It is critical to understand how structured data is used on product pages and how it affects paid search. It transmits information about the product to search engines, such as the price, brand, name, description, and stock status, as well as photos, shipping price, and retail price. That is the amount of data that must be manually tracked.
Today, most ecommerce Content Management Systems (CMS), fortunately, have a function that means that the structured data is automatically posted on the product pages. However, your data must be correct. It is the same data set out in the product feed used for Google Shopping.
You can enrich your product feed with new data through Merchant Center or a third-party tool like DataFeedWatch. However, the better the base feed and structured data, the less time you spend on technical bug fixes and manual feed optimisations. Here, the Ads team can advantageously work closely with the SEO team to keep it sharp.
SEO and paid search teams can also benefit from collaborating regarding SEO metadata. On an advertising platform like Google Ads, it's much easier and faster to split test different ad messages, USPs and CTAs simultaneously than landing pages trying to rank organically.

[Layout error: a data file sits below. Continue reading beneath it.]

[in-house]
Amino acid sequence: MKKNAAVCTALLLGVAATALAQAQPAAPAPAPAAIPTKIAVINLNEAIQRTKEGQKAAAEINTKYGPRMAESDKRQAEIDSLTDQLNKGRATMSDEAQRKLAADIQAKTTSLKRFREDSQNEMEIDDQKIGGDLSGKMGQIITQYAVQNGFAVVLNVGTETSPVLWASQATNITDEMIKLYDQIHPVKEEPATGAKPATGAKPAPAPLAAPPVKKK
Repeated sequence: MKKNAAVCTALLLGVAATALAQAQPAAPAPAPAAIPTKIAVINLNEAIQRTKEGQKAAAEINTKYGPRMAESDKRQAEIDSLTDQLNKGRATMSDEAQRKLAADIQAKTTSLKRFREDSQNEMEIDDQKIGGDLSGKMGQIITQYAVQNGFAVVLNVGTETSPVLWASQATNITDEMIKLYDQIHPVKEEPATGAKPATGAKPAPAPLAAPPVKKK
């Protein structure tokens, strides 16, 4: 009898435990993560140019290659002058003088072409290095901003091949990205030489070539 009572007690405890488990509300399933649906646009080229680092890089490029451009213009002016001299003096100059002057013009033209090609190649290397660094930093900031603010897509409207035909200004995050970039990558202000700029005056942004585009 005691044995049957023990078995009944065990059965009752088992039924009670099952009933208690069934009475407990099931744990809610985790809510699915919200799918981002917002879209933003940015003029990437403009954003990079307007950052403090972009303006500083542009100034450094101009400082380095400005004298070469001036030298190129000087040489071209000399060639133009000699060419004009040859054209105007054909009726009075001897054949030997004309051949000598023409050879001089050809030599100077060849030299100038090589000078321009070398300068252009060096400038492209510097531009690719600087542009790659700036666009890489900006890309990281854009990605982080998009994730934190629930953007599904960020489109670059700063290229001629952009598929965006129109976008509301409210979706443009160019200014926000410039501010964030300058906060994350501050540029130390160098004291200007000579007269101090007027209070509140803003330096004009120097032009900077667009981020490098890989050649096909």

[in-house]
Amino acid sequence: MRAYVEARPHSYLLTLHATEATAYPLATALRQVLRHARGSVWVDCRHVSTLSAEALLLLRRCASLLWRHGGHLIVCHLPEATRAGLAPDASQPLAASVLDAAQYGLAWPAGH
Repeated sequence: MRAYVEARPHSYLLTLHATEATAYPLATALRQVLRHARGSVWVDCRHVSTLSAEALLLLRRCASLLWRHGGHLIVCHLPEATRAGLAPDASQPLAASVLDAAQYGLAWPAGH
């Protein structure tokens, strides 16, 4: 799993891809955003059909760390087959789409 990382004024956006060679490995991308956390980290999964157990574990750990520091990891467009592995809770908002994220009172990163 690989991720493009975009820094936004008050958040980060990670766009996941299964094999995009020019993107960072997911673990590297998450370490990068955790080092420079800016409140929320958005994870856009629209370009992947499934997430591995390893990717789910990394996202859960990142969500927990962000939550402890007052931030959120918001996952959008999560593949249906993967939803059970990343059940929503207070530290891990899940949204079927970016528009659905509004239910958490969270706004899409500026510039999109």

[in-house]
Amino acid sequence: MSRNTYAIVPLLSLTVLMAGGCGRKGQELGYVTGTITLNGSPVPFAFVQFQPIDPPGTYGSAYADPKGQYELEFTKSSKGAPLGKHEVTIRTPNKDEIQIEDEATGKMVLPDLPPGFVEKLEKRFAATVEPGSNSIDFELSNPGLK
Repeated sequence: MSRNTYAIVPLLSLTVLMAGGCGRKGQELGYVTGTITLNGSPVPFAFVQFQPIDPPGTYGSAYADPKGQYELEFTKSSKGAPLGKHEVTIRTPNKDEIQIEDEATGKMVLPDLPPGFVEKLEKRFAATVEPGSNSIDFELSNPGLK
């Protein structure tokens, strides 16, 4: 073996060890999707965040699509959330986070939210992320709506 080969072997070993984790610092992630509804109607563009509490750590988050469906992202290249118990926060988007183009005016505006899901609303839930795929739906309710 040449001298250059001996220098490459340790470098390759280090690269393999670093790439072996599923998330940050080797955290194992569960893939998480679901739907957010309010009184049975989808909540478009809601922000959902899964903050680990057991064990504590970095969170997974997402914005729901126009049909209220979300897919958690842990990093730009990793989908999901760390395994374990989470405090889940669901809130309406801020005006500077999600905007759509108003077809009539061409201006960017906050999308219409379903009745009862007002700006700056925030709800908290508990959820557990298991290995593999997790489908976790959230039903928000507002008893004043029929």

In this way, you can find out quickly what works and what does not in the search results.
Split testing of different ad texts in Ads can inspire effective SEO metadata, based on, among other things, the ads' CTR. However, be cautious of blindly duplicating content in both ad text and SEO metadata. The reason behind this is that users at various stages of the buying journey may need distinct messages tailored to their specific needs.
Uncovering the purchase journey
The consumer buying journey often proves to be more intricate and multi-faceted than we might expect. Rather than following a straightforward, linear path, it comprises numerous touchpoints that span from the initial interest being sparked to the eventual purchase decision. This phenomenon, often referred to as "the messy middle" by Google, involves a more extended period of research and evaluation as consumers seek relevant information and compare products within their area of interest.